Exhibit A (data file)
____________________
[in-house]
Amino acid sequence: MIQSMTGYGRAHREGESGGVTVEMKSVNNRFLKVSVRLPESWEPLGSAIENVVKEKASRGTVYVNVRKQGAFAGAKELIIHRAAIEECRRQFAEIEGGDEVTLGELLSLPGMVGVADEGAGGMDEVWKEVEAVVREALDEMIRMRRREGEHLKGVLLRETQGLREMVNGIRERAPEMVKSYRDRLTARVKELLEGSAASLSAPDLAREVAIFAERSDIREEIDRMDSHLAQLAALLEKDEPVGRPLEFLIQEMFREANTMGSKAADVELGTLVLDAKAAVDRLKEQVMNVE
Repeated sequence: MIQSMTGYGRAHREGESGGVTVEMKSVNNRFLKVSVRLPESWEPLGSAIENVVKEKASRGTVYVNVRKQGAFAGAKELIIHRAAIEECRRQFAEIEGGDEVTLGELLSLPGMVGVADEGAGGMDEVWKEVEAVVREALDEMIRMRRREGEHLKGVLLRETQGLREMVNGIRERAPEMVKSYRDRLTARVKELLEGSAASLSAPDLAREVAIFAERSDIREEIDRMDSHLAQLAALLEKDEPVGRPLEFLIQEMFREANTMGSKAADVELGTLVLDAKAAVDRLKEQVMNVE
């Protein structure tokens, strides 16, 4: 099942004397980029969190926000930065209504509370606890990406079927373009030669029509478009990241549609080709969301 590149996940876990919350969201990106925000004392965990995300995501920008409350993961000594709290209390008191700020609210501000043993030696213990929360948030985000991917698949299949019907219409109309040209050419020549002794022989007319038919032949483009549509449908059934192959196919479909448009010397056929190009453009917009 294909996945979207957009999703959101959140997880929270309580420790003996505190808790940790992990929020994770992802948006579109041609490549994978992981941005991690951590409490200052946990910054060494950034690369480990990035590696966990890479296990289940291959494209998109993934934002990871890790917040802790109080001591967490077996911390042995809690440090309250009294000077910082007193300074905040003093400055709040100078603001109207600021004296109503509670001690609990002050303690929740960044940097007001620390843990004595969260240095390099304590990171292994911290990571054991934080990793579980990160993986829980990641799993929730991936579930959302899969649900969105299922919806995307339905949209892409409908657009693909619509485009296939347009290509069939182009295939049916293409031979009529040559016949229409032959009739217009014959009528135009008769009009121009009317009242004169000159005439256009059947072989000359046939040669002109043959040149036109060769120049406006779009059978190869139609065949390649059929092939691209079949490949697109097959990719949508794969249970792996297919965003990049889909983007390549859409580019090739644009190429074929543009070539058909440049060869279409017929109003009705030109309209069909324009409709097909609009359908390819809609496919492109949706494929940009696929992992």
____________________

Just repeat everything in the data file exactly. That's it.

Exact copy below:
[in-house]
Amino acid sequence: MIQSMTGYGRAHREGESGGVTVEMKSVNNRFLKVSVRLPESWEPLGSAIENVVKEKASRGTVYVNVRKQGAFAGAKELIIHRAAIEECRRQFAEIEGGDEVTLGELLSLPGMVGVADEGAGGMDEVWKEVEAVVREALDEMIRMRRREGEHLKGVLLRETQGLREMVNGIRERAPEMVKSYRDRLTARVKELLEGSAASLSAPDLAREVAIFAERSDIREEIDRMDSHLAQLAALLEKDEPVGRPLEFLIQEMFREANTMGSKAADVELGTLVLDAKAAVDRLKEQVMNVE
Repeated sequence: MIQSMTGYGRAHREGESGGVTVEMKSVNNRFLKVSVRLPESWEPLGSAIENVVKEKASRGTVYVNVRKQGAFAGAKELIIHRAAIEECRRQFAEIEGGDEVTLGELLSLPGMVGVADEGAGGMDEVWKEVEAVVREALDEMIRMRRREGEHLKGVLLRETQGLREMVNGIRERAPEMVKSYRDRLTARVKELLEGSAASLSAPDLAREVAIFAERSDIREEIDRMDSHLAQLAALLEKDEPVGRPLEFLIQEMFREANTMGSKAADVELGTLVLDAKAAVDRLKEQVMNVE
């Protein structure tokens, strides 16, 4: 099942004397980029969190926000930065209504509370606890990406079927373009030669029509478009990241549609080709969301 590149996940876990919350969201990106925000004392965990995300995501920008409350993961000594709290209390008191700020609210501000043993030696213990929360948030985000991917698949299949019907219409109309040209050419020549002794022989007319038919032949483009549509449908059934192959196919479909448009010397056929190009453009917009 294909996945979207957009999703959101959140997880929270309580420790003996505190808790940790992990929020994770992802948006579109041609490549994978992981941005991690951590409490200052946990910054060494950034690369480990990035590696966990890479296990289940291959494209998109993934934002990871890790917040802790109080001591967490077996911390042995809690440090309250009294000077910082007193300074905040003093400055709040100078603001109207600021004296109503509670001690609990002050303690929740960044940097007001620390843990004595969260240095390099304590990171292994911290990571054991934080990793579980990160993986829980990641799993929730991936579930959302899969649900969105299922919806995307339905949209892409409908657009693909619509485009296939347009290509069939182009295939049916293409031979009529040559016949229409032959009739217009014959009528135009008769009009121009009317009242004169000159005439256009059947072989000359046939040669002109043959040149036109060769120049406006779009059978190869139609065949390649059929092939691209079949490949697109097959990719949508794969249970792996297919965003990049889909983007390549859409580019090739644009190429074929543009070539058909440049060869279409017929109003009705030109309209069909324009409709097909609009359908390819809609496919492109949706494929940009696929992992």